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Advances in Meteorology
Volume 2013 (2013), Article ID 891260, 16 pages
Research Article

A Comparison of Southern Hemisphere Cyclone Track Climatology and Interannual Variability in Coarse-Gridded Reanalysis Datasets

1Department of Earth and Atmospheric Sciences, Saint Louis University, 3642 Lindell Boulevard, O’Neil Hall 205, St. Louis, MO 63108, USA
2NOAA/ National Weather Service, National Centers for Environmental Prediction, Climate Prediction Center, 5830 University Research Court, College Park, MD 20740, USA

Received 20 August 2013; Accepted 5 November 2013

Academic Editor: Igor I. Mokhov

Copyright © 2013 Timothy Paul Eichler and Jon Gottschalck. This is an open access article distributed under the Creative Commons Attribution License, which permits unrestricted use, distribution, and reproduction in any medium, provided the original work is properly cited.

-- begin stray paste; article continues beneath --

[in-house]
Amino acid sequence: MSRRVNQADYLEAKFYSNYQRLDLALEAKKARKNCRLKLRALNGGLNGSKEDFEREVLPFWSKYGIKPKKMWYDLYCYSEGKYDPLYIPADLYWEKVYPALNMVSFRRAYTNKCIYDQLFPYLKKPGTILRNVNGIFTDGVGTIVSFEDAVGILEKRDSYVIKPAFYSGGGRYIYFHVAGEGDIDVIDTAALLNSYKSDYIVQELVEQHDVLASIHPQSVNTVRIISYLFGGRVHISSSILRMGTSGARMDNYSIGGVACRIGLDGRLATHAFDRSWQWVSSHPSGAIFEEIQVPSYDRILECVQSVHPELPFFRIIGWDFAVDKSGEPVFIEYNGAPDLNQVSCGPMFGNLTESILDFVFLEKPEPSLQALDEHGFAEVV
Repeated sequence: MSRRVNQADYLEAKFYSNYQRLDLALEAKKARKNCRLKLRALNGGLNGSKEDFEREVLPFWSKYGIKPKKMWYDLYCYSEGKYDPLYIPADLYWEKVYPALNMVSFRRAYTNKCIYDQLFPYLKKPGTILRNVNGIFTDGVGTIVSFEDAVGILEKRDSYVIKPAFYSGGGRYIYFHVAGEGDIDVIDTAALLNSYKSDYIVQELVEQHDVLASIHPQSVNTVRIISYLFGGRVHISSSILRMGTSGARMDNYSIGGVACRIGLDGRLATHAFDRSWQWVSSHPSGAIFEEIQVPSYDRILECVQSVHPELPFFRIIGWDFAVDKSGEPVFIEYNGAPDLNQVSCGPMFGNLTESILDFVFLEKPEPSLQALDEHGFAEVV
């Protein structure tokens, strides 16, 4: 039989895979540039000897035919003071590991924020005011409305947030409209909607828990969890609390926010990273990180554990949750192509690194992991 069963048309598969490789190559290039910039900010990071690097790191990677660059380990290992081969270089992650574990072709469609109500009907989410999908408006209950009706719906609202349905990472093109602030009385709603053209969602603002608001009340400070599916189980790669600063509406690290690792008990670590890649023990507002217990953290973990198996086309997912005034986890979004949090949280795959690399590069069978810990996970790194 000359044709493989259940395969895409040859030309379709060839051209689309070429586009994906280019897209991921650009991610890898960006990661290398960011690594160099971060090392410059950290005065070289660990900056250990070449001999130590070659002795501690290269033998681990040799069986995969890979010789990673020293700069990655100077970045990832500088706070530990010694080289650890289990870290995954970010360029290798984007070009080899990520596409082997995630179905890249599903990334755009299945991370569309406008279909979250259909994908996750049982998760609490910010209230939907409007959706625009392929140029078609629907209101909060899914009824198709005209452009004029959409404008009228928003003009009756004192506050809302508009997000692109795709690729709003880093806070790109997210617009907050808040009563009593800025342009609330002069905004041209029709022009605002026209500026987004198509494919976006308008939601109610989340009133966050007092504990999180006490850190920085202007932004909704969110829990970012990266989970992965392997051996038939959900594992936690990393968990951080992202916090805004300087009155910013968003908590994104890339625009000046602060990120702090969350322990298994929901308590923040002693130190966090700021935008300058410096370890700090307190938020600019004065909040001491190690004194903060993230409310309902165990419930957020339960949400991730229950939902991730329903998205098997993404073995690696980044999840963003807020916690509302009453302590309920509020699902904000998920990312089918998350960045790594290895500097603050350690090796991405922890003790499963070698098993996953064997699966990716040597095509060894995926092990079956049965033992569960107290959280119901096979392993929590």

Southern Hemisphere (SH) extratropical cyclones have received less study than their Northern Hemisphere (NH) counterparts. Generating SH cyclone tracks from global reanalysis datasets is problematic due to data reliability, especially prior to 1979. It is therefore prudent to compare the climatology and variability of SH cyclone tracks from different reanalysis datasets. We generate cyclone track frequency and intensity climatologies from three reanalysis datasets: The National Center for Environmental Prediction’s Reanalysis I and Reanalysis II datasets and the European Centre for Medium Range Weather Forecasts ERA-40 dataset. Our results show that ERA-40 produces more intense cyclones in the SH active cyclone region compared to NCEP reanalyses. More intense storms are also found in the SH active cyclone region in NCEP reanalyses data post-1979 reflecting the positive trend in the AAO in the past few decades. When evaluating interannual variability, our results show Rossby wave trains including the Pacific South American (PSA) and the East Indian Ocean pattern in response to anomalous heating linked to El Niño and the Indian Ocean Dipole (IOD), respectively. Response to the AAO shows a robust annular structure for cyclone track frequency, but not intensity suggesting a weak relationship between cyclone frequency and cyclone intensity.